OBJECTIVE: Decision-making capacity (DMC) is an indispensable prerequisite for patients’ informed consent and therefore directly related to the right to self-determination. In view of this ethical implication, valid and reliable assessment of DMC is essential to best practice. In general, and with particular regard to the Swiss context, little is known about healthcare practitioners’ knowledge of and attitudes to the concept of DMC, or about their assessment practice. The present study aims to close this gap.
METHOD: A randomised representative sample of 3,500 physicians, including all specialisms and from all parts of Switzerland, were contacted by mail and invited to complete a survey questionnaire, which was specifically designed for the purpose of the study.
RESULTS: A total of 763 questionnaires were included for analysis (response rate: 22.15%). Physicians diverged in their general understanding of DMC as either a dichotomous or a gradual concept, and in relation to the conceptual challenges of decisional relativityand risk-relativity. Along with cognitive abilities, emotional, intuitive, or evaluative factors were acknowledged as important criteria. DMC was most often assessed implicitly: explicit assessments, if conducted, depended mainly on unstructured interviews. A discrepancy was identified between physicians’ perceptions of responsibility and qualification, indicating a related need for more guidance and training.
CONCLUSION: The conceptual and practical challenges of DMC are far from being resolved. There is a clear need for more guidance in this area in the form of guidelines, tools, and training.
Keywords: guidelines, knowledge, ethics, physicians, attitudes, decision-making capacity, competence, assessment, informed consent, self-determination
Decision-making capacity (DMC) is among the prerequisites for valid consent to medical treatment. From an ethical perspective, DMC judgements reflect the tension between the moral duty to respect the autonomy of the individual who is capable of making his or her own decision and the need to protect decisionally incapable persons . Evaluations of DMC seek to balance these different moral concerns, and to set the course for appropriate and responsible action. The issue is especially relevant in the case of vulnerable persons, such as those with cognitive and mental impairments or in precarious situations – for example, end of life situations that may often involve existential, medical-ethical decisions . It seems essential, then, to first seek clarity with respect to the definition and constitutive elements of the concept, and second, to be able to reliably and validly assess DMC in vulnerable patients.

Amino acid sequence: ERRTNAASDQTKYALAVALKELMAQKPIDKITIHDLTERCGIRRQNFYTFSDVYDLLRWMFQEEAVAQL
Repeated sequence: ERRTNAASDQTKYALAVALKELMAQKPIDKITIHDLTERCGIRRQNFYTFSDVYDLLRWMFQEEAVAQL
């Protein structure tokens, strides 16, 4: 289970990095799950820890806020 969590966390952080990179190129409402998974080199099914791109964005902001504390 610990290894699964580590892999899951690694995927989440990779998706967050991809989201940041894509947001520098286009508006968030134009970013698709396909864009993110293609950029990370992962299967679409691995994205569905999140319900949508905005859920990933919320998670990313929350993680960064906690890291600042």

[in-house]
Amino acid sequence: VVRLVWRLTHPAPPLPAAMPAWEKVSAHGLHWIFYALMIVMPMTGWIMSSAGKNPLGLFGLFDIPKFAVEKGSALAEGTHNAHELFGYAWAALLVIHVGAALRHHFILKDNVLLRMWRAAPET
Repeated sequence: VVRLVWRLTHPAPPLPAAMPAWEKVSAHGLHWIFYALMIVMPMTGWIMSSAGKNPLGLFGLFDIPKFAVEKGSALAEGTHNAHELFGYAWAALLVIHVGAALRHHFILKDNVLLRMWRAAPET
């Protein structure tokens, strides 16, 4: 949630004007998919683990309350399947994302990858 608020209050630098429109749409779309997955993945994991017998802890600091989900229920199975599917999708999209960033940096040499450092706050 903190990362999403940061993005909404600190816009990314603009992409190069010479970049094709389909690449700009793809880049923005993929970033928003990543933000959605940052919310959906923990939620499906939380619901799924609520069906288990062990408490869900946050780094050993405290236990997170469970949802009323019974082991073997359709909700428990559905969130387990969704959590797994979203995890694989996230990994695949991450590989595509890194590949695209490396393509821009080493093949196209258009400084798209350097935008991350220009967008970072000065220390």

From a conceptual perspective, a range of challenges arise . One very general issue concerns the distinction between dichotomous and gradualist notions of DMC, both of which seem valid from different viewpoints. If emphasis is put on the actions guiding clinical judgment, it is preferable that DMC be seen as either present or absent, with a clear threshold. However, if emphasis is placed on underlying mental abilities, which can in turn be more or less intact, a gradualist understanding may be more appropriate .
In terms of mental abilities, the delineation of relevant criteria is also conceptually challenging. The following four criteria have been proposed : (1.) evidencing a choice refers to the ability of the patient to communicate a choice; (2.) understanding refers to the ability to comprehend treatment-related information, such as information about the present disorder, treatment options, and related risks and benefits; (3.) appreciation refers to the ability to appreciate the nature of the disorder, and the possibility that treatment could be beneficial (which is distinct from the understanding standard in that it requires the patient to apply the information to his or her own situation); and (4.) reasoning refers to the ability to manipulate information rationally, using logic to compare the risks and benefits of treatment alternatives. However, it remains a matter of debate as to whether these criteria are appropriate and sufficient: they are, for instance, criticised for being unduly focused on cognitive aspects (e.g., [5–7]).
There is more agreement around the challenge of decisional relativity. It is widely accepted that DMC is assessed as a function of a particular decision or situation, which implies that a patient may be capable of making a particular treatment decision but is less capable of assessing another . DMC may vary over time due to fluctuating mental abilities , and the notion of relativity may also apply to the risk that accompanies a certain decision. A risk-relative assessment of DMC means an evaluation of capacity with due consideration of the risk-benefit profile related to a certain decision, using different or more stringent criteria in terms of mental abilities according to the level of risk associated with the patient’s choice. For example, if the treatment choice carries only a minor risk, it may be sufficient that the patient understands the given information; if a high-risk option is chosen, s/he must additionally be able to weigh the given information in light of his or her own values. Taking risk-relativity into account in evaluating DMC is controversial and constitutes one of the most complex challenges to the concept (e.g., [9, 10]).
In addition to these conceptual aspects, DMC assessments are also challenging from a practical perspective, involving questions of how to translate conceptual concerns into a feasible, valid, and reliable assessment procedure, and how such procedures should optimally be formulated.